Surprisingly to me (I expected that point 2 would get the most assent), this was the point on which the respondents seemed to agree most strongly Dr. Jeffrey Grey of the Australian Defence Force Academy, for instance, wrote, "While I don't disagree with any of the other reasons Mark advances, I think this is an important one. There is quite a lot of military history 'out there', but I can't read it even when I am aware of its existence (like the volumes on the Great War produced by the Turkish General Staff). Don't underestimate the archival dimension of the issue. The restrictive practices of, for example, the governments in Moscow and Beijing mean that we still do not know anywhere near as much about Soviet and Chinese involvement in the Korean War as we do about the US, UK, or other UN member states. If I can't access it, I can't very well write about it. Perhaps even worse (since some material has begun to trickle out on the aforementioned subject in the last decade) is where there are few real archival practices to speak of. While working on a volume dealing with the Konfrontasi campaign 1962-66, I went to Jakarta to talk to surviving Indonesian senior officers from that period. An Indonesian army contact who was a senior historian in their organization had warned me that the Indonesian government really had no archival policy and no central national archives of the kind with which I was familiar. I found that senior officers (and other officials as well, no doubt) tended to take home those papers that they deemed important (and on which they might subsequently base their memoirs) since this ensured that they survived the elements, neglect, or the destructive intentions of their rivals."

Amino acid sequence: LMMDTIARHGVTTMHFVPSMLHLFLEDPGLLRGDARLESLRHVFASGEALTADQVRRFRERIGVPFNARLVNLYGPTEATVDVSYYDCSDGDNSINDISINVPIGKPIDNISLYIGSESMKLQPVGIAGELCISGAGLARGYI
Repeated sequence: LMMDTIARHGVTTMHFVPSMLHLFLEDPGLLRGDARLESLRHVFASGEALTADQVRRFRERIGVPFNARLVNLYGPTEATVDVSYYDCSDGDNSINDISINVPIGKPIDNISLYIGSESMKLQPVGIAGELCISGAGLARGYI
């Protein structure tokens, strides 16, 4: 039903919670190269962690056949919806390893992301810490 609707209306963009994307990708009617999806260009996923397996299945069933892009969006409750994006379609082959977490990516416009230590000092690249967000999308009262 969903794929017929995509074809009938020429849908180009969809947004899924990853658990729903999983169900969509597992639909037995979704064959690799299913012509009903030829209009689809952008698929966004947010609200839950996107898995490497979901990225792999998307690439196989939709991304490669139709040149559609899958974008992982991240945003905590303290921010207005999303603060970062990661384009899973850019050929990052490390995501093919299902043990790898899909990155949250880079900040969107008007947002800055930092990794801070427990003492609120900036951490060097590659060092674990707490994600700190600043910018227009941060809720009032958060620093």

4. The military history of this region tends to be of greatest interest to present-day armed forces and general readers.

No respondent touched on this point.

Do these reasons sound about right? Are there others I haven't considered?

One respondent speculated on the existence of an attitude that "if the white guys weren't involved it didn't matter."  Another wondered if there wasn't a tendency "for 'western cultures' to dismiss the possibility that 'non-western cultures" have anything of value to consider?"   A third thought that the emphasis was driven by market considerations; i.e., most general readers want to read about the United States and western European military experiences.

Is this emphasis warranted?

At least one respondent said explicitly that it was, and no one argued that it wasn't.

If not, what are the obstacles to widening the field to incorporating more work concerning other regions, and how might these be overcome?

Since the respondents essentially considered the prevalence of Eurocentric military history a non-problem, it's not surprising that only one of them touched on this point, opining that better access to records might help.

Perhaps the most eloquent response, in its way, was the fact that my query produced only seven responses, compared with twenty-nine replies (with more coming in)  for a query regarding the quality of the M4 Sherman tank.

Continue to next entry.